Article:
Please use this identifier to cite or link to this item: http://hdl.handle.net/1893/29976
Appears in Collections:Faculty of Social Sciences Journal Articles
Peer Review Status: Refereed
Title: Hybridity in the housing sector: examining impacts on social and private rented sector tenants in Scotland
Author(s): Rolfe, Steve
Garnham, Lisa
Anderson, Isobel
Seaman, Pete
Godwin, Jon
Donaldson, Cam
Contact Email: steve.rolfe1@stir.ac.uk
Keywords: Housing
homelessness
hybridity
social housing
private rented sector
social enterprise
Issue Date: 7-Aug-2019
Citation: Rolfe S, Garnham L, Anderson I, Seaman P, Godwin J & Donaldson C (2019) Hybridity in the housing sector: examining impacts on social and private rented sector tenants in Scotland. Housing Studies p. 23. https://doi.org/10.1080/02673037.2019.1648770
Abstract: Housing Associations in many countries exhibit increasing levels of ‘hybridity’, as reductions in state financing for social housing, exacerbated by austerity policies since the 2008 crash, have instigated ‘enterprising’ approaches to maintaining income. Alongside this, hybrid organisations have emerged in the Private Rented Sector (PRS), responding to sectoral growth and consequent increases in vulnerable households entering private renting. These developing hybridities have been considered at a strategic level, but there has been little exploration of the impacts on tenants. This paper examines two organisations, operating across the social and private rented sectors, to elucidate potential implications for tenants. The research suggests that different forms of hybridity can affect tenant outcomes and, moreover, that examining such impacts is important in understanding hybridity itself. Furthermore, the study suggests that emerging forms of hybridity, particularly in the PRS, may be blurring the boundaries between housing sectors, with implications for policy and research.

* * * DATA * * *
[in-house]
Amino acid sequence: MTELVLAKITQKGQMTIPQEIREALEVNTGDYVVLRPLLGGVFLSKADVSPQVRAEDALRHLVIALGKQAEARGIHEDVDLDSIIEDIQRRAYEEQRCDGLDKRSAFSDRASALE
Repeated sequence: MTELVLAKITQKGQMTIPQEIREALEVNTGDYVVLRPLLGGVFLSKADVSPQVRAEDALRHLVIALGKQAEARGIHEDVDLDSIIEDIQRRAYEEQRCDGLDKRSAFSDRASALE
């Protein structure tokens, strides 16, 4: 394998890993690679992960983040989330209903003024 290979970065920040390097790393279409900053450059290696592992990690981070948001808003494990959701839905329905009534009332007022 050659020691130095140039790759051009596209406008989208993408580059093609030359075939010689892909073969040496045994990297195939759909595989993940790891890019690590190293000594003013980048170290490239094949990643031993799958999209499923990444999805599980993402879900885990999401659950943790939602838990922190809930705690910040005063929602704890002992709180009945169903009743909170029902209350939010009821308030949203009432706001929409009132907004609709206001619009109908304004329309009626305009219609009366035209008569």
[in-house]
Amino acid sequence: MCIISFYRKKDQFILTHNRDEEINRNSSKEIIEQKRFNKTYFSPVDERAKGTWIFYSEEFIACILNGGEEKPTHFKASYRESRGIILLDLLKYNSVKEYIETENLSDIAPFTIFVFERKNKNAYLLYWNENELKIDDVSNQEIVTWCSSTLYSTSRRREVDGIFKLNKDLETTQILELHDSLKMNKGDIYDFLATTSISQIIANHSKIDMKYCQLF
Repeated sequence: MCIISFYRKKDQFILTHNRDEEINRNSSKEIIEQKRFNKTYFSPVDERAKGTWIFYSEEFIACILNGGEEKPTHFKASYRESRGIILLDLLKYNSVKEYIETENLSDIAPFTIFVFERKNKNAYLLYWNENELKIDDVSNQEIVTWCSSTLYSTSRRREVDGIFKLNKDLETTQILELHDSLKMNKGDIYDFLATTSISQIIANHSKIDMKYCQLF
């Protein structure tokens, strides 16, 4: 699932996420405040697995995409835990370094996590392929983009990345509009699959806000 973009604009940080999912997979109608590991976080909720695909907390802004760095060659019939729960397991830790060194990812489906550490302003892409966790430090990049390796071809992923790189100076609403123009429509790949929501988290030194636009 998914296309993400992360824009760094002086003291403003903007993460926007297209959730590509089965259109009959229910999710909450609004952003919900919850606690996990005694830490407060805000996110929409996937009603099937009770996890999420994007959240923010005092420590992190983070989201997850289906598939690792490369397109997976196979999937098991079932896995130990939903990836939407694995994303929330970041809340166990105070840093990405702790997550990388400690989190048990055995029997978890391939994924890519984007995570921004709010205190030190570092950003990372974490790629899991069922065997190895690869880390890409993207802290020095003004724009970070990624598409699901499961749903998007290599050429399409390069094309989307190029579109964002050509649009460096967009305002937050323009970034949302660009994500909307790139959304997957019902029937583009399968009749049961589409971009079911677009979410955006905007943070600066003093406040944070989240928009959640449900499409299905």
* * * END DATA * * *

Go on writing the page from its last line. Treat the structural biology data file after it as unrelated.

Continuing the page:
DOI Link: 10.1080/02673037.2019.1648770
Rights: This item has been embargoed for a period. During the embargo please use the Request a Copy feature at the foot of the Repository record to request a copy directly from the author. You can only request a copy if you wish to use this work for your own research or private study. This is an Accepted Manuscript of an article published by Taylor & Francis Group in Housing Studies on 07 Aug 2019, available online: http://www.tandfonline.com/10.1080/02673037.2019.1648770
Notes: Output Status: Forthcoming/Available Online

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